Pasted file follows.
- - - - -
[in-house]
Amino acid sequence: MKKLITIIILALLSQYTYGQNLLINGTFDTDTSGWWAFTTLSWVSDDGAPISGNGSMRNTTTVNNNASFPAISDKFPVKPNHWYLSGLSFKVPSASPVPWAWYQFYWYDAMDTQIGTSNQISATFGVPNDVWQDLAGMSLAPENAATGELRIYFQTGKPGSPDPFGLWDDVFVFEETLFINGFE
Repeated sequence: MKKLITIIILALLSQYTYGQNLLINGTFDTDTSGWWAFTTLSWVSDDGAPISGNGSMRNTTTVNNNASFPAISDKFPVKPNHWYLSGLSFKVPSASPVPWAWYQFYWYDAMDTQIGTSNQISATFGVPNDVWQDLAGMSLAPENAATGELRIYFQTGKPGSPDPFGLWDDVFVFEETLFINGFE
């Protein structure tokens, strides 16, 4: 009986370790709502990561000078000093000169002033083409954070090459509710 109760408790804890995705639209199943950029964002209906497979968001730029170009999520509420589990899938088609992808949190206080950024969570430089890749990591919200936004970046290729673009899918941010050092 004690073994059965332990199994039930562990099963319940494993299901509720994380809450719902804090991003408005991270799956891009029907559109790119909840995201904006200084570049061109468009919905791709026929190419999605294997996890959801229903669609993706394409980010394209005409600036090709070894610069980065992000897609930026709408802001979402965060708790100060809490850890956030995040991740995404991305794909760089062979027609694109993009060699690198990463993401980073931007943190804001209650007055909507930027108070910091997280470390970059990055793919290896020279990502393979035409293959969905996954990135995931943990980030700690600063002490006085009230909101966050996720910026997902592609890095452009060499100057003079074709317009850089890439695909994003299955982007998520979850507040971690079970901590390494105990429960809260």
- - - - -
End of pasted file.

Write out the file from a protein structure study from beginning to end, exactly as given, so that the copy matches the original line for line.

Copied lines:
[in-house]
Amino acid sequence: MKKLITIIILALLSQYTYGQNLLINGTFDTDTSGWWAFTTLSWVSDDGAPISGNGSMRNTTTVNNNASFPAISDKFPVKPNHWYLSGLSFKVPSASPVPWAWYQFYWYDAMDTQIGTSNQISATFGVPNDVWQDLAGMSLAPENAATGELRIYFQTGKPGSPDPFGLWDDVFVFEETLFINGFE
Repeated sequence: MKKLITIIILALLSQYTYGQNLLINGTFDTDTSGWWAFTTLSWVSDDGAPISGNGSMRNTTTVNNNASFPAISDKFPVKPNHWYLSGLSFKVPSASPVPWAWYQFYWYDAMDTQIGTSNQISATFGVPNDVWQDLAGMSLAPENAATGELRIYFQTGKPGSPDPFGLWDDVFVFEETLFINGFE
């Protein structure tokens, strides 16, 4: 009986370790709502990561000078000093000169002033083409954070090459509710 109760408790804890995705639209199943950029964002209906497979968001730029170009999520509420589990899938088609992808949190206080950024969570430089890749990591919200936004970046290729673009899918941010050092 004690073994059965332990199994039930562990099963319940494993299901509720994380809450719902804090991003408005991270799956891009029907559109790119909840995201904006200084570049061109468009919905791709026929190419999605294997996890959801229903669609993706394409980010394209005409600036090709070894610069980065992000897609930026709408802001979402965060708790100060809490850890956030995040991740995404991305794909760089062979027609694109993009060699690198990463993401980073931007943190804001209650007055909507930027108070910091997280470390970059990055793919290896020279990502393979035409293959969905996954990135995931943990980030700690600063002490006085009230909101966050996720910026997902592609890095452009060499100057003079074709317009850089890439695909994003299955982007998520979850507040971690079970901590390494105990429960809260």